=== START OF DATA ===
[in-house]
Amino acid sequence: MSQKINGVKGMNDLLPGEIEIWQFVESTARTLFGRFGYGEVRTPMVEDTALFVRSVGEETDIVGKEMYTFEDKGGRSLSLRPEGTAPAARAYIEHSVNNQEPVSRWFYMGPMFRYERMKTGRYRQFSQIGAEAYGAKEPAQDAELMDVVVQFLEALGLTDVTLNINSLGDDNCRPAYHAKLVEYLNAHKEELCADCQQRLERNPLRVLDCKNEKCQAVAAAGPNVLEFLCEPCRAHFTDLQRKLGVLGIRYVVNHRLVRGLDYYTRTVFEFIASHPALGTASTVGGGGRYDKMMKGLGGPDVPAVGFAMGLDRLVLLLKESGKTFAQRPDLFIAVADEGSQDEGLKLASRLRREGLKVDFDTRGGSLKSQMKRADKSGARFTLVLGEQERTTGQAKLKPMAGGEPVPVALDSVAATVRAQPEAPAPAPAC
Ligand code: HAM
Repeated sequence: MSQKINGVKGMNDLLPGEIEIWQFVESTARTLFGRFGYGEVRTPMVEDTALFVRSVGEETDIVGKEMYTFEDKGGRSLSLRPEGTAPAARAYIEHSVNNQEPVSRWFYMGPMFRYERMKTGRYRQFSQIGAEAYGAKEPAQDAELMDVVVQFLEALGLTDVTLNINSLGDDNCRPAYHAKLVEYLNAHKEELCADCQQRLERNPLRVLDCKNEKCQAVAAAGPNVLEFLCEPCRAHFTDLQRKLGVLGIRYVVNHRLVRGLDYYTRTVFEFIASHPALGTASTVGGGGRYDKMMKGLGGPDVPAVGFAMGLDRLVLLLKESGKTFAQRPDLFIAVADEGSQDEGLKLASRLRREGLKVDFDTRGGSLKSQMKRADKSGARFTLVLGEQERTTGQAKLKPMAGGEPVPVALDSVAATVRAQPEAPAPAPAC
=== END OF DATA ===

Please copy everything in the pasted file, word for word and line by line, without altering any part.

[in-house]
Amino acid sequence: MSQKINGVKGMNDLLPGEIEIWQFVESTARTLFGRFGYGEVRTPMVEDTALFVRSVGEETDIVGKEMYTFEDKGGRSLSLRPEGTAPAARAYIEHSVNNQEPVSRWFYMGPMFRYERMKTGRYRQFSQIGAEAYGAKEPAQDAELMDVVVQFLEALGLTDVTLNINSLGDDNCRPAYHAKLVEYLNAHKEELCADCQQRLERNPLRVLDCKNEKCQAVAAAGPNVLEFLCEPCRAHFTDLQRKLGVLGIRYVVNHRLVRGLDYYTRTVFEFIASHPALGTASTVGGGGRYDKMMKGLGGPDVPAVGFAMGLDRLVLLLKESGKTFAQRPDLFIAVADEGSQDEGLKLASRLRREGLKVDFDTRGGSLKSQMKRADKSGARFTLVLGEQERTTGQAKLKPMAGGEPVPVALDSVAATVRAQPEAPAPAPAC
Ligand code: HAM
Repeated sequence: MSQKINGVKGMNDLLPGEIEIWQFVESTARTLFGRFGYGEVRTPMVEDTALFVRSVGEETDIVGKEMYTFEDKGGRSLSLRPEGTAPAARAYIEHSVNNQEPVSRWFYMGPMFRYERMKTGRYRQFSQIGAEAYGAKEPAQDAELMDVVVQFLEALGLTDVTLNINSLGDDNCRPAYHAKLVEYLNAHKEELCADCQQRLERNPLRVLDCKNEKCQAVAAAGPNVLEFLCEPCRAHFTDLQRKLGVLGIRYVVNHRLVRGLDYYTRTVFEFIASHPALGTASTVGGGGRYDKMMKGLGGPDVPAVGFAMGLDRLVLLLKESGKTFAQRPDLFIAVADEGSQDEGLKLASRLRREGLKVDFDTRGGSLKSQMKRADKSGARFTLVLGEQERTTGQAKLKPMAGGEPVPVALDSVAATVRAQPEAPAPAPAC